“Thank you!” I said. There were two men there who had pulled me up. I later learned their names were Tim and John.

“This flood is horrible,” said Tim. “The flood barriers must have been breached."

“My Dad got carried away by the water," I moaned. "I don’t know where he is now.”

Tim saw the blood on my arm, and he ran and got a first aid kit. He wrapped a big bandage around my arm, and taped it up.

Sitting by myself on the floor, I started to think some angry thoughts. Why didn’t the grownups stop this kind of thing from happening when they had a chance? They knew for a long time that this global warming thing was going on, that the sea levels were rising, and that it was caused by all the pollution. They had many years to fix the problem by cutting the pollution. But they hardly did anything. Now the rising oceans had punched out our city, and I didn’t know whether I’d ever see my Dad again. How could the grownups have been so stupid?

After a few minutes, my cell phone rang. I thought it was going to be Mom, asking me if I was okay. How could I tell her that Dad had been carried away by a million gallons of water?

But it wasn’t Mom. It was Dad!

“Troy, it’s me,” Dad said.

“Dad, where are you?” I asked. “Are you safe?”

“No, I’m not," said Dad. "I’m anything but safe. The flood waters carried me down the stairs of the subway station. I got into that little fare booth, you know that little room where they sell the subway cards. But now the whole station is underwater. I’m trapped here!”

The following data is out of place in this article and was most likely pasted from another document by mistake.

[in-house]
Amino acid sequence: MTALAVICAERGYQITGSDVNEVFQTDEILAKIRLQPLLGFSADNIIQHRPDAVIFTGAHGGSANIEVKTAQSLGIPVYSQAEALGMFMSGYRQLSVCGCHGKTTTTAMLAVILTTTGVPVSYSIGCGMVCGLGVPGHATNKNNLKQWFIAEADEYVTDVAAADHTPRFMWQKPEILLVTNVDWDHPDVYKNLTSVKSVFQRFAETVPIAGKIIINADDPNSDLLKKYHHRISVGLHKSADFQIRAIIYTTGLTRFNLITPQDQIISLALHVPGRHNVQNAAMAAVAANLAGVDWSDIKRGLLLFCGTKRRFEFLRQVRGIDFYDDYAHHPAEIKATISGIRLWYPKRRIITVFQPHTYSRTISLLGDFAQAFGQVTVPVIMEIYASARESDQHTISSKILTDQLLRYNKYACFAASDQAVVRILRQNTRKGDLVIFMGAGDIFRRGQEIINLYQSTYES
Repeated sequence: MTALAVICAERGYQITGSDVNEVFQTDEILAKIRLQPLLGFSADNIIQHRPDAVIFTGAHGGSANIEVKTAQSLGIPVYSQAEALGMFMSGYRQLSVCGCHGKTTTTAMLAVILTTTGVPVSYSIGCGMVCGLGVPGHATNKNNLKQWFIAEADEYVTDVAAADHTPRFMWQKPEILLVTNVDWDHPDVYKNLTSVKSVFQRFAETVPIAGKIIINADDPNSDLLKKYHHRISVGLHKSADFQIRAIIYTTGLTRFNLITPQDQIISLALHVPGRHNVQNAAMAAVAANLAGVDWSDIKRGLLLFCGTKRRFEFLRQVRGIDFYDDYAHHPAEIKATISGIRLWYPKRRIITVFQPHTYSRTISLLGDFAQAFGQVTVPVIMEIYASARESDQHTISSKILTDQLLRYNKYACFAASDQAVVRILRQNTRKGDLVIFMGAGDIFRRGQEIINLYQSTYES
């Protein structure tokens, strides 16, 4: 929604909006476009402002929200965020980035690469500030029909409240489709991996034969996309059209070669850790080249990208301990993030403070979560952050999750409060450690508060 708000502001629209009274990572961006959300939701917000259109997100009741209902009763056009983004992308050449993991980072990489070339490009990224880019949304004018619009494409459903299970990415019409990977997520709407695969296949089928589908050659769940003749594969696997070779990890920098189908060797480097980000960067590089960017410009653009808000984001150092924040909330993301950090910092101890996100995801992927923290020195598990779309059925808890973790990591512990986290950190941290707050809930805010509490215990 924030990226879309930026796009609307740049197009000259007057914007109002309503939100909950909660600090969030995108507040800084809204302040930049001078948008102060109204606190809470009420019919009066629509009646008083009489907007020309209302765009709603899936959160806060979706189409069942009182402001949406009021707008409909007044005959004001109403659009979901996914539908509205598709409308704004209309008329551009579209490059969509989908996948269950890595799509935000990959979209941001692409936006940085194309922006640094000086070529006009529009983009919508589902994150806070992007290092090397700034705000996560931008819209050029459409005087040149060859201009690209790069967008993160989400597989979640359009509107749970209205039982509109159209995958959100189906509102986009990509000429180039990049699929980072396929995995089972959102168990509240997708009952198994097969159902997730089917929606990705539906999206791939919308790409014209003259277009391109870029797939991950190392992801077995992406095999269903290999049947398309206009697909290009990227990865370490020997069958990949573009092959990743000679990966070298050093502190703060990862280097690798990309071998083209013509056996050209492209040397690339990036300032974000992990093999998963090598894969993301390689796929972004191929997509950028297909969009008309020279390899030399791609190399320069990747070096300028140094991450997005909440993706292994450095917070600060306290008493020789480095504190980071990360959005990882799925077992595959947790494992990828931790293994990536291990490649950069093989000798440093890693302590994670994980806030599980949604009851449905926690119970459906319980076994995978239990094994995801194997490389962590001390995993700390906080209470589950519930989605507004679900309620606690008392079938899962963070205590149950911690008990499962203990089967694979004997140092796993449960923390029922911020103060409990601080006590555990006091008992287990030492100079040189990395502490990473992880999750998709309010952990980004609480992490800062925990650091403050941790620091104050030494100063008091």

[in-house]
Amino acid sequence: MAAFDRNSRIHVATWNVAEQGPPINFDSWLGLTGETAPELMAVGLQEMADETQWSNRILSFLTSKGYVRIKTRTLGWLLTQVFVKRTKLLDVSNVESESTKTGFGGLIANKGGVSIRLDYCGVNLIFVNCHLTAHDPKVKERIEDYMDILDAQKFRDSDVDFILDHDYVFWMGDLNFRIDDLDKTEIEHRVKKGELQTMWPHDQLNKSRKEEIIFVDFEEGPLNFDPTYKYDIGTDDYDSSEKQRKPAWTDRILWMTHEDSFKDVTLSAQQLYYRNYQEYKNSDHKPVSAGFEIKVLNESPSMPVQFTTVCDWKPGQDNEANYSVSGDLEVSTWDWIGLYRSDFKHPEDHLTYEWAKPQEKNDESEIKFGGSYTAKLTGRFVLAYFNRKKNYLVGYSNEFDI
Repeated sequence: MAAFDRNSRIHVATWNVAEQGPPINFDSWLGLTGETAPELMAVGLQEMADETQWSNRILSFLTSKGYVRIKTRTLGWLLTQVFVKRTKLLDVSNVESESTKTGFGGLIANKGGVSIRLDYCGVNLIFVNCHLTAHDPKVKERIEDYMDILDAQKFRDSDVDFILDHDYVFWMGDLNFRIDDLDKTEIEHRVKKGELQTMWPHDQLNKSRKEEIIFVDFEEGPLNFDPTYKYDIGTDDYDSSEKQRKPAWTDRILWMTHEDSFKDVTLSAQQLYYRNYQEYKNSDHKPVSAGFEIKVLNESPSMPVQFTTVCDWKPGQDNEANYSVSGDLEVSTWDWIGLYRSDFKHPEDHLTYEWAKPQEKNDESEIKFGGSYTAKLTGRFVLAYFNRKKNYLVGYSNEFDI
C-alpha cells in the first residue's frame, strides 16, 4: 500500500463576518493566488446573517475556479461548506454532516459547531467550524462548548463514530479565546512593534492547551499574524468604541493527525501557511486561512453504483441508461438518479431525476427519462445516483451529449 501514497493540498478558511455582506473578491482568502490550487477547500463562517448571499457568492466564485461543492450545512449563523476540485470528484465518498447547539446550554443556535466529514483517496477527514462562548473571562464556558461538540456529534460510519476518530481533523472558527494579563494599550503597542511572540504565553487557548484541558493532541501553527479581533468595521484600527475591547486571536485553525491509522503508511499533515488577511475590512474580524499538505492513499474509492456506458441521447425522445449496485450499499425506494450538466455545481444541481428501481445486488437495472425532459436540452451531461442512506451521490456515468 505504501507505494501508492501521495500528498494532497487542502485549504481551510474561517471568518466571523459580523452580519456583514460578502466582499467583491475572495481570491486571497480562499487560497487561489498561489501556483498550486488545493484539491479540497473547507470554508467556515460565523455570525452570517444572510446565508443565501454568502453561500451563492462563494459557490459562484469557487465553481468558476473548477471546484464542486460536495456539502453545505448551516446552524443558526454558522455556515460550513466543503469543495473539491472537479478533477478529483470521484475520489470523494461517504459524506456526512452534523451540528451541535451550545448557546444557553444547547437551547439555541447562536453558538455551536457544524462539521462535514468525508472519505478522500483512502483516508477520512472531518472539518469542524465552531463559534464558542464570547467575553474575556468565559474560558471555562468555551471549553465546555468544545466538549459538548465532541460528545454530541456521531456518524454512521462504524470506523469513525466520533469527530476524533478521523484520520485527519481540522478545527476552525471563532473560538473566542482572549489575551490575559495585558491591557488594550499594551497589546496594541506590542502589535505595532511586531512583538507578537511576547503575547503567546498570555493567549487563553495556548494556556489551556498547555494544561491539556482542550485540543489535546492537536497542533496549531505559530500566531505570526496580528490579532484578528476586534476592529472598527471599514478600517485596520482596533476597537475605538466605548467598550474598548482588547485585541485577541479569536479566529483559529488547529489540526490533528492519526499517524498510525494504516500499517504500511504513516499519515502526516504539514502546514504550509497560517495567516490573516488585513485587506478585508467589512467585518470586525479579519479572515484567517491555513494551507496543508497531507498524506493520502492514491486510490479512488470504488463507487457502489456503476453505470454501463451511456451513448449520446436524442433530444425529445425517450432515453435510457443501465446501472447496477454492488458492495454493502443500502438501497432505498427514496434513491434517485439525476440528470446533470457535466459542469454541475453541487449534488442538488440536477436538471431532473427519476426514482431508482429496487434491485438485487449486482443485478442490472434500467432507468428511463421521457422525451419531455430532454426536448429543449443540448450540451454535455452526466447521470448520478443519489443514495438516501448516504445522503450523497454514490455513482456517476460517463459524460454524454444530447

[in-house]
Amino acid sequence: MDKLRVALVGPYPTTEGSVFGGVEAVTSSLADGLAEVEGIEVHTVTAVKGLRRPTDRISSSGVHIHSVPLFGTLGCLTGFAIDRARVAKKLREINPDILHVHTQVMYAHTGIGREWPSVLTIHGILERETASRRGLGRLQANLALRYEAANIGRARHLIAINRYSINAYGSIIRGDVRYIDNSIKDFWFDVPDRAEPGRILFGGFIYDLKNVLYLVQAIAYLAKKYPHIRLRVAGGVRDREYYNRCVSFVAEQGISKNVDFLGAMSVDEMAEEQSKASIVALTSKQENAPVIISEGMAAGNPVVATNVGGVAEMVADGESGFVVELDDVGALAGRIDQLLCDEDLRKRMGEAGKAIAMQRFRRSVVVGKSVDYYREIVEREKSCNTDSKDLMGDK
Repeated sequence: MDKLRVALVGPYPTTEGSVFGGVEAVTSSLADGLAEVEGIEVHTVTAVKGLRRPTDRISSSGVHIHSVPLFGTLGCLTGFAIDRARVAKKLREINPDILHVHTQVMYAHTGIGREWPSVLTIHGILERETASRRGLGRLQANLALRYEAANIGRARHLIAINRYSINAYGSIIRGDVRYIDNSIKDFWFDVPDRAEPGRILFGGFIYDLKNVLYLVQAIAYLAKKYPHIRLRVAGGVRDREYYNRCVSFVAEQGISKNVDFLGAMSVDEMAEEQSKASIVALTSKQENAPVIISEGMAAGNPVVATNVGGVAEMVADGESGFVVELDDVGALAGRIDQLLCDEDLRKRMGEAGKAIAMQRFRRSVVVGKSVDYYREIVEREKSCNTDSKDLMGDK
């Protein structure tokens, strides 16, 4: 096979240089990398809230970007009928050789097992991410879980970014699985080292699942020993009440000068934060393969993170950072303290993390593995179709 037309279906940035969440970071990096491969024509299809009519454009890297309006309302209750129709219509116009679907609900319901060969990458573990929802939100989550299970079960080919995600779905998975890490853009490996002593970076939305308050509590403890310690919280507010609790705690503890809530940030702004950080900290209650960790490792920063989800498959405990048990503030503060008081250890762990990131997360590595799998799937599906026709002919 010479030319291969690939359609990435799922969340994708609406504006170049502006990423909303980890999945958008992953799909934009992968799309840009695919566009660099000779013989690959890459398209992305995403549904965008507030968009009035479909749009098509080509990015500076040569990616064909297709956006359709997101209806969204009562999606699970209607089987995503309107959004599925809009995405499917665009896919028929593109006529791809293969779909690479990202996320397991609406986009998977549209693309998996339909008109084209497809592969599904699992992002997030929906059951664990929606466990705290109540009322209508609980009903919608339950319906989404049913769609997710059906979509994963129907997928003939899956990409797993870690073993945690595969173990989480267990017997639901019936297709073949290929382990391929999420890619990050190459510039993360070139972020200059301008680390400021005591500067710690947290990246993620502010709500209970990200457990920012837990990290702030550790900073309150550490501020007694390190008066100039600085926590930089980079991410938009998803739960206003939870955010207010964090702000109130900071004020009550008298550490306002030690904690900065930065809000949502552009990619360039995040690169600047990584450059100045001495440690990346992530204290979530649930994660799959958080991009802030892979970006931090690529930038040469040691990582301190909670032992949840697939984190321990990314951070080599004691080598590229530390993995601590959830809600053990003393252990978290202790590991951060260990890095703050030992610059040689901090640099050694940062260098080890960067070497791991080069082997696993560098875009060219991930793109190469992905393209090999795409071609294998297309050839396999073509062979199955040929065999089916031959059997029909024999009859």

My heart sank. “I’ll try to get some help, Dad.”

I told what had happened to Tim and John, the two men who had pulled me up from the flood waters. Tim said, “Let’s call 911 for help.”

Upon calling, we found the line was busy. The line said that due to a surge in calls, we would have to wait.

“This won’t work, kid,” John said. “Look at the street below, the whole thing's flooded. A big part of the city is now underwater. The policeman and firemen and ambulances must have got a thousand calls at the same time.”

“We can’t just leave my Dad down there, underwater!” I screamed. “We have to do something.”

“Let’s go down to the second floor,” Tim said. “We might be able to find a spot that’s close to that subway entrance.”

We walked around a bit on the second floor, and finally found a window that was just above the subway entrance. We could look down into the murky water, and see the stairs leading down to the subway. We were thinking about what to do next when my cell phone rang again.

It was Dad. His news was not good.

“Troy, I’m in real bad trouble here," said Dad. "The flood water is seeping through cracks in the front wall of this little glass room. The booth is filling up with water! I have to get out of here soon or I’m going to drown. The water’s up to my waist already.”

Horrified, I asked, “Dad, why not open up the door to the booth, and swim up the stairs?”